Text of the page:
Steve's Herpetological Blog

An insight into the life of Steve, his research and the many books he reads


#SteveReviews: The Ivory Game

With the ongoing lockdown, I’ve had more time to sit down and watch more nature documentaries in Netflix. One of those is The Ivory Game which focusses on the illegal ivory trade between Africa and China. Now this isn’t new problem as most people can probably tell you but it does help illuminate the issue and highlight the urgency in stopping the illegal poaching and trading of elephants. As someone who has been to Africa to see elephants (an experience I will never forget), I learnt first-hand just how tough this issue is. It is a scary reality when the largest terrestrial vertebrate is at risk of extinction because they are worth more dead than they are alive.

Elephants, where they belong. Photographed at the Tarangire National Park, Tanzania

Organised criminal gangs poach the elephants before trading the ivory to China via Vietnam, as highlighted in The Ivory Game. This is a major threat to elephant conservation and one I think most people believed we solved decades ago. However the contrary is true. As elephants get rarer, the price of their ivory soars. With a drop in public support, this documentary film is well timed. Slash even released a song in 2014 titled Beneath the Savage Sun to raise awareness of the issue with proceeds going towards anti-poaching efforts. The Ivory Game helps to further draw the further need for elephant conservation with it’s moving scenes and story.

An elephant skull on display in the car park to Tarangire National Park, Tanzania

One of the drivers of the illegal trade was the once legal legitimate trade in China of ivory, aimed at trading ivory within China. However, this just led to corruption and traffickers smuggling tusks for sale on the black market all whilst seeming like a legitimate business. At the time of filming, only one person held the responsibility for determining the fate of the world’s elephants: the president of China. Using a number of undercover techniques (such as those also seen in Racing Extinction), the team were able to uncover the illegal smuggling and trading rings that pose a threat to the survival of elephants in Africa.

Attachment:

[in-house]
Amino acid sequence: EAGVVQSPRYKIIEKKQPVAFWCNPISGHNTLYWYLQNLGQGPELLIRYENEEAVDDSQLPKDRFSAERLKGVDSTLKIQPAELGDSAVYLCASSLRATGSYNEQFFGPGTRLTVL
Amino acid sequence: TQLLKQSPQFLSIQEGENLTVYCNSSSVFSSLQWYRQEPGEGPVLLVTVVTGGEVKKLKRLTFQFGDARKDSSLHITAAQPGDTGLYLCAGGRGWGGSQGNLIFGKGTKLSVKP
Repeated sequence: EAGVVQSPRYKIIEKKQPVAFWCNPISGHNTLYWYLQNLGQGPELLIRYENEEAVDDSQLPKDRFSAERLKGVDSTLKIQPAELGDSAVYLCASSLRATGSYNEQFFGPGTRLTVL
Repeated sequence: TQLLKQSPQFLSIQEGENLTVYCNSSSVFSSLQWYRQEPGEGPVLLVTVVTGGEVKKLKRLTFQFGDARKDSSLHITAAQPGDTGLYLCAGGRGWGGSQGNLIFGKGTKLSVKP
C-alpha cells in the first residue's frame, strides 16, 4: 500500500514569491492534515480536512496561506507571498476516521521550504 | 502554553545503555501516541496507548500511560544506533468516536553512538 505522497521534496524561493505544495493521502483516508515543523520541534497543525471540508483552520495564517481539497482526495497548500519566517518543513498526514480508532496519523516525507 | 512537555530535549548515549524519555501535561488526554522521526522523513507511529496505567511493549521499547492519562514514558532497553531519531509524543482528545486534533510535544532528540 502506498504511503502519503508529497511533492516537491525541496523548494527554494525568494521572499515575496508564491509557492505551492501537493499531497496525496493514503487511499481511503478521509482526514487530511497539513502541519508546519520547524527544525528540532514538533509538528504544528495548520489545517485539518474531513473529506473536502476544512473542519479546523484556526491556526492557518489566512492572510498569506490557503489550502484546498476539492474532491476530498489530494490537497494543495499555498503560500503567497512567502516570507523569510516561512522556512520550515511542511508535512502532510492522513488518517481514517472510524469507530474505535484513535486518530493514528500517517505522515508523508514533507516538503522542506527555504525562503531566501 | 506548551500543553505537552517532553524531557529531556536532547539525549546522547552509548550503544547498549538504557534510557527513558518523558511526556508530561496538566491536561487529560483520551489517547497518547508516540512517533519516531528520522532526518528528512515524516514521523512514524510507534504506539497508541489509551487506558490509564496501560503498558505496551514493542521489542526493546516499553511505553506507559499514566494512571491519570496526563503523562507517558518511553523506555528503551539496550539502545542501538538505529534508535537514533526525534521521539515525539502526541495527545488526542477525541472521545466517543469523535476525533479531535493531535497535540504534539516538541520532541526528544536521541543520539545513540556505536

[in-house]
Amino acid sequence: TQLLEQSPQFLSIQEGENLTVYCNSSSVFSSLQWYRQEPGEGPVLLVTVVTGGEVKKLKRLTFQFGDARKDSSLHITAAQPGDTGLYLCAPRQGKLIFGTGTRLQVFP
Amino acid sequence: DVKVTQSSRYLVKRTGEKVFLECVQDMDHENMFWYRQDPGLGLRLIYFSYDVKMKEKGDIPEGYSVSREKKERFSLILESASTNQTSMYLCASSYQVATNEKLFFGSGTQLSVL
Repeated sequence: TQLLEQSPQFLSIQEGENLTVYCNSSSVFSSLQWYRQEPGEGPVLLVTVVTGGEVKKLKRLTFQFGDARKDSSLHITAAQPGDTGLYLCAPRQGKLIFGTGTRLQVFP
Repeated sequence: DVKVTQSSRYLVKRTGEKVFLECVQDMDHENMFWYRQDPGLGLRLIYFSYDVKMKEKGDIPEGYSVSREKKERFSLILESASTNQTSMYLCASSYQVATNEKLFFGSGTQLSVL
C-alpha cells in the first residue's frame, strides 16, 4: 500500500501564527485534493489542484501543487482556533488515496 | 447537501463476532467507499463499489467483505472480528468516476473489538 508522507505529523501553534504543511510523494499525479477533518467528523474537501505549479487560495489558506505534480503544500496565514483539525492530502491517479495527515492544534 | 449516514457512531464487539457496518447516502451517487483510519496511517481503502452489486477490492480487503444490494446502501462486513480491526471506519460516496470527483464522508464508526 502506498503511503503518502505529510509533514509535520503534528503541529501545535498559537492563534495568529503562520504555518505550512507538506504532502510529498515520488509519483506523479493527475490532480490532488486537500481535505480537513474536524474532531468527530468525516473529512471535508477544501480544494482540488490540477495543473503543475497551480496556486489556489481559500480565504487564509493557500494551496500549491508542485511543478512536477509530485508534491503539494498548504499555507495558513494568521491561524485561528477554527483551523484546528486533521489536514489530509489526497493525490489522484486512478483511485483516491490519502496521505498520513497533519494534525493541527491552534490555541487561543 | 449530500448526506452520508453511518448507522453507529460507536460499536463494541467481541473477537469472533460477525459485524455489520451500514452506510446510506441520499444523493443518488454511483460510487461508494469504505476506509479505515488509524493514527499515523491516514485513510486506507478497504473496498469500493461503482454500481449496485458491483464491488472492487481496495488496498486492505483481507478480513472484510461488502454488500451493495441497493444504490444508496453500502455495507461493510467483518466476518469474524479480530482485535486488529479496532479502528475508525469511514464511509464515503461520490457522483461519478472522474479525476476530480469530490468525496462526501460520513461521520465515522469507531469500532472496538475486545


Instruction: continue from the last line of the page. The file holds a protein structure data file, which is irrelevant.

Where ivory belongs, on a living elephant at Tarangire National Park, Tanzania

The film is moving in parts and there are some graphic images of butchered elephants so be warned. There are scenes of police officers on the ground in Tanzania and Zambia tracking poachers and traffickers, trying to prevent the damage being done within their borders. Despite the fact that The Ivory Game tackles a very challenging topic, it does provide some hope perhaps some hope for the future. I hope that in a couple of decades, people from around the world are able to travel to Africa (responsibly) and see elephants and the other fauna in their natural habitat.

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